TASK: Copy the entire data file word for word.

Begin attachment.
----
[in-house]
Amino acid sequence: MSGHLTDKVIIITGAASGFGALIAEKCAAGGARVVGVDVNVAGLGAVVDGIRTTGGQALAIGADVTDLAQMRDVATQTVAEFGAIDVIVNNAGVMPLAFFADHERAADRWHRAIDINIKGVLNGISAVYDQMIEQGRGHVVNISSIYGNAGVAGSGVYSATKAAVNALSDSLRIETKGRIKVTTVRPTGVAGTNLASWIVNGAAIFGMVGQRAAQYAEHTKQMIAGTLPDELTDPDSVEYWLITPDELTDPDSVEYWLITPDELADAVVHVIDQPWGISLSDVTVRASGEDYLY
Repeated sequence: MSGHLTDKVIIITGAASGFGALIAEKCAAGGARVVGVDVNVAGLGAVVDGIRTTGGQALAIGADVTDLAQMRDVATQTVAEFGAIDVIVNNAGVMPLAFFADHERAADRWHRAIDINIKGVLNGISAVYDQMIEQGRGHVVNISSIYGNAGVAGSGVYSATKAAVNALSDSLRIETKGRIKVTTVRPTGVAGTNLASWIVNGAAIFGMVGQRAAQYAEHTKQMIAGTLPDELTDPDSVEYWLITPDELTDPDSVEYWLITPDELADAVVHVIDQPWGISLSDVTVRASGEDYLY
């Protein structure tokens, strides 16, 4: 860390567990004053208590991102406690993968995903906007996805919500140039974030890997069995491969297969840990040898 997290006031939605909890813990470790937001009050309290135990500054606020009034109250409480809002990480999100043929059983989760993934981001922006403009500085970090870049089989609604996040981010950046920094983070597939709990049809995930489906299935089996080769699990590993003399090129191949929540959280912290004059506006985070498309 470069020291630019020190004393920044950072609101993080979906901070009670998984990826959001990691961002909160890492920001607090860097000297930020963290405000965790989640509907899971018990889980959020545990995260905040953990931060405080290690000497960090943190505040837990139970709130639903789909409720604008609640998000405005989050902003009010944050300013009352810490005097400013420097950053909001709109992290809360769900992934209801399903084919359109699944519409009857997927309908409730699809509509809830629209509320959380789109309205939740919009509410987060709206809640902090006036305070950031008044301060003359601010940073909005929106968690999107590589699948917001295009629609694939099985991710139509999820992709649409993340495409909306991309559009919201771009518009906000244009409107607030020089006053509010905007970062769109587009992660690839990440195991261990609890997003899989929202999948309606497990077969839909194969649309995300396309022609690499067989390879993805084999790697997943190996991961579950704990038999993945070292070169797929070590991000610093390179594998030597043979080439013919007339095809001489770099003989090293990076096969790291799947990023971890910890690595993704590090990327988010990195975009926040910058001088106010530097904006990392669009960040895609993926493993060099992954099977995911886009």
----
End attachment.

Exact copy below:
[in-house]
Amino acid sequence: MSGHLTDKVIIITGAASGFGALIAEKCAAGGARVVGVDVNVAGLGAVVDGIRTTGGQALAIGADVTDLAQMRDVATQTVAEFGAIDVIVNNAGVMPLAFFADHERAADRWHRAIDINIKGVLNGISAVYDQMIEQGRGHVVNISSIYGNAGVAGSGVYSATKAAVNALSDSLRIETKGRIKVTTVRPTGVAGTNLASWIVNGAAIFGMVGQRAAQYAEHTKQMIAGTLPDELTDPDSVEYWLITPDELTDPDSVEYWLITPDELADAVVHVIDQPWGISLSDVTVRASGEDYLY
Repeated sequence: MSGHLTDKVIIITGAASGFGALIAEKCAAGGARVVGVDVNVAGLGAVVDGIRTTGGQALAIGADVTDLAQMRDVATQTVAEFGAIDVIVNNAGVMPLAFFADHERAADRWHRAIDINIKGVLNGISAVYDQMIEQGRGHVVNISSIYGNAGVAGSGVYSATKAAVNALSDSLRIETKGRIKVTTVRPTGVAGTNLASWIVNGAAIFGMVGQRAAQYAEHTKQMIAGTLPDELTDPDSVEYWLITPDELTDPDSVEYWLITPDELADAVVHVIDQPWGISLSDVTVRASGEDYLY
């Protein structure tokens, strides 16, 4: 860390567990004053208590991102406690993968995903906007996805919500140039974030890997069995491969297969840990040898 997290006031939605909890813990470790937001009050309290135990500054606020009034109250409480809002990480999100043929059983989760993934981001922006403009500085970090870049089989609604996040981010950046920094983070597939709990049809995930489906299935089996080769699990590993003399090129191949929540959280912290004059506006985070498309 470069020291630019020190004393920044950072609101993080979906901070009670998984990826959001990691961002909160890492920001607090860097000297930020963290405000965790989640509907899971018990889980959020545990995260905040953990931060405080290690000497960090943190505040837990139970709130639903789909409720604008609640998000405005989050902003009010944050300013009352810490005097400013420097950053909001709109992290809360769900992934209801399903084919359109699944519409009857997927309908409730699809509509809830629209509320959380789109309205939740919009509410987060709206809640902090006036305070950031008044301060003359601010940073909005929106968690999107590589699948917001295009629609694939099985991710139509999820992709649409993340495409909306991309559009919201771009518009906000244009409107607030020089006053509010905007970062769109587009992660690839990440195991261990609890997003899989929202999948309606497990077969839909194969649309995300396309022609690499067989390879993805084999790697997943190996991961579950704990038999993945070292070169797929070590991000610093390179594998030597043979080439013919007339095809001489770099003989090293990076096969790291799947990023971890910890690595993704590090990327988010990195975009926040910058001088106010530097904006990392669009960040895609993926493993060099992954099977995911886009």